public class MouseEventArgs : InputEventArgs
public Point GetPosition(IInputElement relativeTo);
public MouseButtonState LeftButton { get; }
public MouseButtonState MiddleButton { get; }
public MouseDevice MouseDevice { get; }
public MouseButtonState RightButton { get; }
public StylusDevice StylusDevice { get; }
public MouseButtonState XButton1 { get; }
public MouseButtonState XButton2 { get; }


The XButton1 and XButton2 properties allow you to interact with "extended mouse buttons" (such as the "next" and "previous" buttons found on some mouse controls). These are often used to interact with a browser's history list to navigate between visited pages.

The GetPosition() method allows you to get the (x, y) value relative to a UI element on the window. If you are interested in capturing the position relative to the activated window, simply pass in this. Handle the MouseMove event in the constructor of your MainWindow class like so:

public MainWindow(string windowTitle, int height, int width)
this.MouseMove += MainWindow_MouseMove;

Here is an event handler for MouseMove that will display the location of the mouse in the window's title area (notice you are translating the returned Point type into a text value via ToString()):

private void MainWindow_MouseMove(object sender,
System.Windows.Input.MouseEventArgs e)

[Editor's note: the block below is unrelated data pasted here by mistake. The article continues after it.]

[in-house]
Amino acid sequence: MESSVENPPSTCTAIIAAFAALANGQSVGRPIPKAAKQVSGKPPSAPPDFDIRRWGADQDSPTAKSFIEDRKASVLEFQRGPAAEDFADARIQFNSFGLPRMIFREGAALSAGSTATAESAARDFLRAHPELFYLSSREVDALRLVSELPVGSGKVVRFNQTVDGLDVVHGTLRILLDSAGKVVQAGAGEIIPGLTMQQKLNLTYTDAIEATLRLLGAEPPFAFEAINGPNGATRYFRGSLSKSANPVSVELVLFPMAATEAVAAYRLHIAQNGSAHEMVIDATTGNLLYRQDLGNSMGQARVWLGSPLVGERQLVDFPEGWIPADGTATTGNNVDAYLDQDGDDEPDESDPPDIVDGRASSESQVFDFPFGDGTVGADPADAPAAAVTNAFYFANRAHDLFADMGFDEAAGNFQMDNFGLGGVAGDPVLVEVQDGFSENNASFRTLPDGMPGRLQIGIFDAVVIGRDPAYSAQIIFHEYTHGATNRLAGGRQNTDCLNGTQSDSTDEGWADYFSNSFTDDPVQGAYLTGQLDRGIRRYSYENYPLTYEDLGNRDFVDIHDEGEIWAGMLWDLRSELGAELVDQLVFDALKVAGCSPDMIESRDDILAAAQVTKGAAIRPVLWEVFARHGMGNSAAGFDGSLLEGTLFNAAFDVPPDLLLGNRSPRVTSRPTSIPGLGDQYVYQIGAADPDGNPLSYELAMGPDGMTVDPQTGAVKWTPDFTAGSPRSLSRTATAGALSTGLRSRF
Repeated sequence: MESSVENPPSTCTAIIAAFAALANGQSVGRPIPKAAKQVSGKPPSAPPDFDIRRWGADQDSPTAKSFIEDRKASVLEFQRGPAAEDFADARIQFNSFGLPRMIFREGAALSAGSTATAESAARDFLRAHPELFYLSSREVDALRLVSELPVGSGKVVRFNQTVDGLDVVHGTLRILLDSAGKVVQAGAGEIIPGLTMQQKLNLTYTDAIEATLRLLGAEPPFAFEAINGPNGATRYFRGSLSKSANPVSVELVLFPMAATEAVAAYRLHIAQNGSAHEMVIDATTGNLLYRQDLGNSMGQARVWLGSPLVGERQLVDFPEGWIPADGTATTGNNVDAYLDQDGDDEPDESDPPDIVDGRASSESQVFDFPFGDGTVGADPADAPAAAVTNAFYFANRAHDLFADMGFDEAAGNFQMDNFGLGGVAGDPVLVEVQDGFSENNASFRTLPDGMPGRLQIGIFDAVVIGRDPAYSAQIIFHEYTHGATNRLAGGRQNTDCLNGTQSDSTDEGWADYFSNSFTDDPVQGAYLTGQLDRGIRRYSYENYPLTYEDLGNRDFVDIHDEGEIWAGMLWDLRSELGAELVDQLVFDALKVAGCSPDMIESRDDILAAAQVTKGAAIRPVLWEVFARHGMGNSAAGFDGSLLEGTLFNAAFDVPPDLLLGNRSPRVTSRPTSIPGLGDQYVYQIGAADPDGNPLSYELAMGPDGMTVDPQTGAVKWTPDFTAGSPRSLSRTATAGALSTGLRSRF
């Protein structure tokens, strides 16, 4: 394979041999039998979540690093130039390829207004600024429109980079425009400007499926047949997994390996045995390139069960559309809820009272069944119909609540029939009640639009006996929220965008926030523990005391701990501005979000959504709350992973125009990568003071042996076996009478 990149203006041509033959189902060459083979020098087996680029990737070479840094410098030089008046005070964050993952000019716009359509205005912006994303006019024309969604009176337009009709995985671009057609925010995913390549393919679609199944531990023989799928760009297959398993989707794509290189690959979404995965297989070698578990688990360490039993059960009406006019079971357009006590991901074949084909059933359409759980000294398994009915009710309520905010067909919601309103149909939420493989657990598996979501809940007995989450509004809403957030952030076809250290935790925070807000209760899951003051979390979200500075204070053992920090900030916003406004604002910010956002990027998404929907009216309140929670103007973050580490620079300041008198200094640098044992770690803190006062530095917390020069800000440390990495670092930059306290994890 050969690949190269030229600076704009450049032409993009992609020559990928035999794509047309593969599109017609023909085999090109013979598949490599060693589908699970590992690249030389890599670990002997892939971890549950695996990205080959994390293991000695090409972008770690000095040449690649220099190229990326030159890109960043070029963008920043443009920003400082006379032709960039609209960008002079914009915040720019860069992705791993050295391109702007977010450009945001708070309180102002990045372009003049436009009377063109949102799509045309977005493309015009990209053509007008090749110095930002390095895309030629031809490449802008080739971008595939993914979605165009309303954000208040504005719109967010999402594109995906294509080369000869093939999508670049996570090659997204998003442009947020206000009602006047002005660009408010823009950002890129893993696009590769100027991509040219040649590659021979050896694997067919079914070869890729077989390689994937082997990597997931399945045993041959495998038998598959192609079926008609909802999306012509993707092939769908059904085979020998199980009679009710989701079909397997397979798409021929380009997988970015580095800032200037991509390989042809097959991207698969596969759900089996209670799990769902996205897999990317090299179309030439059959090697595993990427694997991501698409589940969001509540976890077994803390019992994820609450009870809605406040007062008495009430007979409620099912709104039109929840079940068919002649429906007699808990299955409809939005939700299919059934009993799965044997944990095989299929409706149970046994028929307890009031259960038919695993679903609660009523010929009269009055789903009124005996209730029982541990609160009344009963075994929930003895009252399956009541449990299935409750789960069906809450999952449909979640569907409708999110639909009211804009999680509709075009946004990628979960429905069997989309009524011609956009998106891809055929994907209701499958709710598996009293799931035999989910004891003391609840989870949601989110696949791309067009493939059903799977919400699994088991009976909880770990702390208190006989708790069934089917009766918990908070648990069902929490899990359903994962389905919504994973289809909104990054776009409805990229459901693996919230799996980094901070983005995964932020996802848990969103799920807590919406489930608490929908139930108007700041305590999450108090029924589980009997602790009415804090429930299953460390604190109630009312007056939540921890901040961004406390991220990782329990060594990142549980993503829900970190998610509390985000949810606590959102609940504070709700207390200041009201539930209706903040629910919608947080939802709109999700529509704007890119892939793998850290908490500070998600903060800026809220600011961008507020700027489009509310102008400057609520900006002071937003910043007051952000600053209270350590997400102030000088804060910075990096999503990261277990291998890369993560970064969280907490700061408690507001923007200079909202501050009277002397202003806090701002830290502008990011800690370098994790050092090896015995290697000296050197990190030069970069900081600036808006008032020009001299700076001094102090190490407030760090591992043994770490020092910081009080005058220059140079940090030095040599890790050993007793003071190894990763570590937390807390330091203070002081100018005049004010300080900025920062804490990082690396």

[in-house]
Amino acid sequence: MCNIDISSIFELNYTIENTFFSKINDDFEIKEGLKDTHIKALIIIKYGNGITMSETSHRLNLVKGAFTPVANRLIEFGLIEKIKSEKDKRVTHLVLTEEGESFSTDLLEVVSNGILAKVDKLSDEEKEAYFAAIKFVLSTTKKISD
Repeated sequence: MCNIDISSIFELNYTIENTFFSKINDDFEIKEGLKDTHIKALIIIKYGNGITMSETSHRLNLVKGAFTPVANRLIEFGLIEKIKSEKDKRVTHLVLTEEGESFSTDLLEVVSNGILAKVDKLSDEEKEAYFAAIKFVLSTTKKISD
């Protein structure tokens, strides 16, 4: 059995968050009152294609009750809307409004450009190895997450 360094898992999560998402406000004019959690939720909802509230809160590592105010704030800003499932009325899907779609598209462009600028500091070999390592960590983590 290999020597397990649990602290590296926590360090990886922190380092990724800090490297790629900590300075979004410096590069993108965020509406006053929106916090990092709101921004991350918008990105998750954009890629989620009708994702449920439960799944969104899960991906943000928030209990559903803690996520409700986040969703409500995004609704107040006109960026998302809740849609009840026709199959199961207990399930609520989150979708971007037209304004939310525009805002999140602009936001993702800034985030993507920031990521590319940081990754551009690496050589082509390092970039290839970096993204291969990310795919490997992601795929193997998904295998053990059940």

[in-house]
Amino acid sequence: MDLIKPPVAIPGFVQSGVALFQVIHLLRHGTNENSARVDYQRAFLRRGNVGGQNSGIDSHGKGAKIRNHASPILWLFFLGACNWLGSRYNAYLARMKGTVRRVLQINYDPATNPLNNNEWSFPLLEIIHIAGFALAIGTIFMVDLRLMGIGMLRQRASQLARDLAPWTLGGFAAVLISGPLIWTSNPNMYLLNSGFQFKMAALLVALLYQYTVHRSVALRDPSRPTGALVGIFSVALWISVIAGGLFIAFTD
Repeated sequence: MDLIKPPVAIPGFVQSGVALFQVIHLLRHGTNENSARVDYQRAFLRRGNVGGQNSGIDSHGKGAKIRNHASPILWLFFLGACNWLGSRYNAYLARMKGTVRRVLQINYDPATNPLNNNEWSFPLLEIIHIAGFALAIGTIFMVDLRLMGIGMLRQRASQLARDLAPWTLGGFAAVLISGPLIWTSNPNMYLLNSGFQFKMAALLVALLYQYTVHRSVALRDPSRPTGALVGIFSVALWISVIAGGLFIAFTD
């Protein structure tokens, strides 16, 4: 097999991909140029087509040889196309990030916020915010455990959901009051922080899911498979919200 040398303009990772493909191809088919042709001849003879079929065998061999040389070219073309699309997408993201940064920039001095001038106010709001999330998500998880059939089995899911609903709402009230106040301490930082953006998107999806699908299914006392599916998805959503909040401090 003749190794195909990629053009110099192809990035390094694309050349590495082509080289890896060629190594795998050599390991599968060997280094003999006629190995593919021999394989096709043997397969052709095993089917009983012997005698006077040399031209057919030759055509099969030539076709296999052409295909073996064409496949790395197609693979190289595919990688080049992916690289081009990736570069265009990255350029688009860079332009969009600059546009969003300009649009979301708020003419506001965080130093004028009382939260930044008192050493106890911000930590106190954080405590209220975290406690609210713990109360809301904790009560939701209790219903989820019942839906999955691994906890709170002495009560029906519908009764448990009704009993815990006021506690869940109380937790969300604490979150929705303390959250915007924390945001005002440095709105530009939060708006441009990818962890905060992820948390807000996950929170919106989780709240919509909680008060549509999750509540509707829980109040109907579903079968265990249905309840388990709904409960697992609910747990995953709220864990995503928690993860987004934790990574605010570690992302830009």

// Set the title of the window to the current X,Y of the mouse.
this.Title = e.GetPosition(this).ToString();

6. Intercepting Keyboard Events

Processing keyboard input is also very straightforward. UIElement defines a number of events that you can capture to intercept keypresses from the keyboard on the active element (e.g., KeyUp, KeyDown). The KeyUp and KeyDown events both work with the System.Windows.Input.KeyEventHandler delegate, which expects the target's second event handler to be of type KeyEventArgs, which defines several public properties of interest:

public class KeyEventArgs : KeyboardEventArgs
public bool IsDown { get; }
public bool IsRepeat { get; }
public bool IsToggled { get; }
public bool IsUp { get; }
public Key Key { get; }
public KeyStates KeyStates { get; }
public Key SystemKey { get; }

To illustrate handling the KeyDown event in the constructor of MainWindow (just like you did for the previous events) and implement the following event handler that changes the content of the button with the currently pressed key, use this code:

private void MainWindow_KeyDown(object sender, System.Windows.Input.KeyEventArgs e)
// Display key press on the button.
btnExitApp.Content = e.Key.ToString();

As a finishing touch, double click on the Properties icon of the Solution Explorer, and under the Application tab, set the Output Type setting to Windows Application. This will prevent the console window from launching in the background of your WPF application. Figure 3 shows the final product of your first WPF program.

Figure 3. Your first WPF program, 100% XAML free